Announcement

Announcement Module
Collapse
No announcement yet.

2 questions about WEBELOS

Page Title Module
Move Remove Collapse
X
Conversation Detail Module
Collapse
  • Filter
  • Time
  • Show
Clear All
new posts

  • 2 questions about WEBELOS

    I have a few questions (both as a parent and as a soon-to-be den leader):
    Parent question: What can be done to help a boy earn his Outdoorsman and Readyman badges for his AOL when he does not want to camp away from home? He is the youngest in the den and just does not want to camp away from home yet. As a family they camp in the yard, have a campfire, look at the stars, etc.. His den requires that these two badges be earned at summer camp (overnight) as well as the Aquanaut badge. The den leaders will also not accept any camping experience not done with the den. The leaders say that the boy is not fully participating in the scouting experience by not going to the cub scout family campouts or the week long summer camp. Crossover is in December (he will just be turning 10) and these things need to be completed this summer.

    Question as a den leader: This year was a mess (in my opinion) because the leaders turned everything over to the boys to do and plan. While I agree that the boys need to learn to lead others this seemed VERY disorganized. In 7 months the den has only completed 3 badges as a group (the requirements for WEBELOS rank). Can a den leader plan everything out in a time frame and then have a boy help lead at that time? I had a group of Tigers and Wolves a few year years ago and this is how I ran those. The current den leaders state that Boy Scouts is entirely boy ran and the leaders are there for supervision only which is what they do in WEBELOS so that the boys get used to learning from each other. I know it could take my son a whole day just to get dressed if I left it up to a 9 year old to do it on his own. This seems very inefficient. I will be a new den leader this summer.

  • #2
    1. The den cannot require that the badges be earned at summer camp. Requirements are done based on the guidelines. Nothing in the Outdoorsman badge says that it has to be done at summer camp.

    Here are the requirements:
    Outdoorsman requirements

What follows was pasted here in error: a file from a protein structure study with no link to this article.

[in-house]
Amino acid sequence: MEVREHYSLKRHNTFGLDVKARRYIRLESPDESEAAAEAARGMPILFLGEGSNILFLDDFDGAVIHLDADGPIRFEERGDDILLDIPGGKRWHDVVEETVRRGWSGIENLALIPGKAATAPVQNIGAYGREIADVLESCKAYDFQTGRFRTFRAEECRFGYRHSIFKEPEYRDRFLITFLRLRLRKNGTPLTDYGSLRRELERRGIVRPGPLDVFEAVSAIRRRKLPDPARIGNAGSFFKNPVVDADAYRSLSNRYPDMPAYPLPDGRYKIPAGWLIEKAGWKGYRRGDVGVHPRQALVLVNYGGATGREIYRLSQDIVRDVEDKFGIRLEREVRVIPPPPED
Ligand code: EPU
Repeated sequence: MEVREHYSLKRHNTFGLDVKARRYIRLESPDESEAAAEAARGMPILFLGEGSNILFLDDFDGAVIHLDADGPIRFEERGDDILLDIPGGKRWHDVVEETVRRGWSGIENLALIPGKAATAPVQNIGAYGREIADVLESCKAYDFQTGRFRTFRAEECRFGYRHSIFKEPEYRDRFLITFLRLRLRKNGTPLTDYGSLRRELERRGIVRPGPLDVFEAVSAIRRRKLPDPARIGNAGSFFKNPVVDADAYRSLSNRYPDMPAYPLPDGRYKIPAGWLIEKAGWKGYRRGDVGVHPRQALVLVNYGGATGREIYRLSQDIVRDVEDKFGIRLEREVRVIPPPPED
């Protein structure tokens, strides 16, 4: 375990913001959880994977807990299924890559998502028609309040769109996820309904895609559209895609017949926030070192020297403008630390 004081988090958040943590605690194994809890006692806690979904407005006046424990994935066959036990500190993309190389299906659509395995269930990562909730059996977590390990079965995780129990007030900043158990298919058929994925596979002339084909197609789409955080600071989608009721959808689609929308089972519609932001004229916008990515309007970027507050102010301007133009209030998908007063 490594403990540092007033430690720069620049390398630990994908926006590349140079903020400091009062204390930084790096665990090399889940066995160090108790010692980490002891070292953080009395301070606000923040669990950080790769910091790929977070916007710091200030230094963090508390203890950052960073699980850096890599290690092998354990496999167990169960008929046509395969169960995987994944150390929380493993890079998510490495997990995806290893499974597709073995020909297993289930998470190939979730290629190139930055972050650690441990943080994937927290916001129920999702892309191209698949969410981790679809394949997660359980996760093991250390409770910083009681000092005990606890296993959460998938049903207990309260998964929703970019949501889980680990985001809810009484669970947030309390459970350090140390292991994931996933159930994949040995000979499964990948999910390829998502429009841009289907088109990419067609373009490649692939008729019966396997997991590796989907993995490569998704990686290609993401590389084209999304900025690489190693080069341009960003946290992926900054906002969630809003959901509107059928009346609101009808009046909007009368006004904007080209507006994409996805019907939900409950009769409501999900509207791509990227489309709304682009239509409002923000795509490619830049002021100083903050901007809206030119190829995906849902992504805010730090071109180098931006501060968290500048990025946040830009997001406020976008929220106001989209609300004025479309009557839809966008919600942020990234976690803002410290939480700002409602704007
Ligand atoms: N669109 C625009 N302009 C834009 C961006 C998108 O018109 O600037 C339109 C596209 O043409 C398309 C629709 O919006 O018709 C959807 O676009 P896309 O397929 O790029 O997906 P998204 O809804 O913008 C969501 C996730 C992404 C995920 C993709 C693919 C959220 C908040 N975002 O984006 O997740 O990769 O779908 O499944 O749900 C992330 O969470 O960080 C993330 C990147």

Do two of these:
    1. Present yourself to your Webelos den leader, properly dressed, as you would be for an overnight campout. Show the camping gear you will use. Show the right way to pack and carry it.
    2. With your family or Webelos den, help plan and take part in an evening outdoor activity that includes a campfire.
    3. With your parent or guardian, take part in a Webelos den overnight campout or a family campout. Sleep in a tent that you have helped pitch.
    4. With your parent or guardian, camp overnight with a Boy Scout troop. Sleep in a tent that you have helped pitch.
    And do five of these:
    1. During a Webelos den meeting, discuss how to follow the Leave No Trace Frontcountry Guidelines during outdoor activities.
    2. Participate in an outdoor conservation project with your Webelos den or a Boy Scout troop.
    3. Discuss with your Webelos den leader the rules of outdoor fire safety. Using these rules, show how to build a safe fire and put it out.
    4. With your accompanying adult on a campout or outdoor activity, assist in preparing, cooking, and cleanup for one of your den's meals. Tell why it is important for each den member to share in meal preparation and cleanup, and explain the importance of eating together.
    5. Discuss with your Webelos den leader the things that you need to take on a hike. Go on one 3-mile hike with your Webelos den or a Boy Scout troop.
    6. Demonstrate how to whip and fuse the ends of a rope.
    7. Demonstrate setting up a tent or dining fly using two half hitches and a taut-line hitch. Show how to tie a square knot and explain how it is used.
    8. Visit a nearby Boy Scout camp with your Webelos den.
    No camping at a particular event is required, and camping in a family campout counts, provided the boy helps pitch the tent.
    However, I would not recommend crossover for this boy. He doesn't need to be a Boy Scout until he (and his parents) have the courage to send him on a campout out of his back yard.

    Webelos shouldn't quite be boy led. Boys should have input, but a den leader needs to lead them. The boys need to be doing badges on their own as well. Three badges in a year is a little less ambitious than I would hope, but it's all they need for Webelos. They only have five more badges, including Readyman and Outdoorsman (and a mental skills and a technology and one other).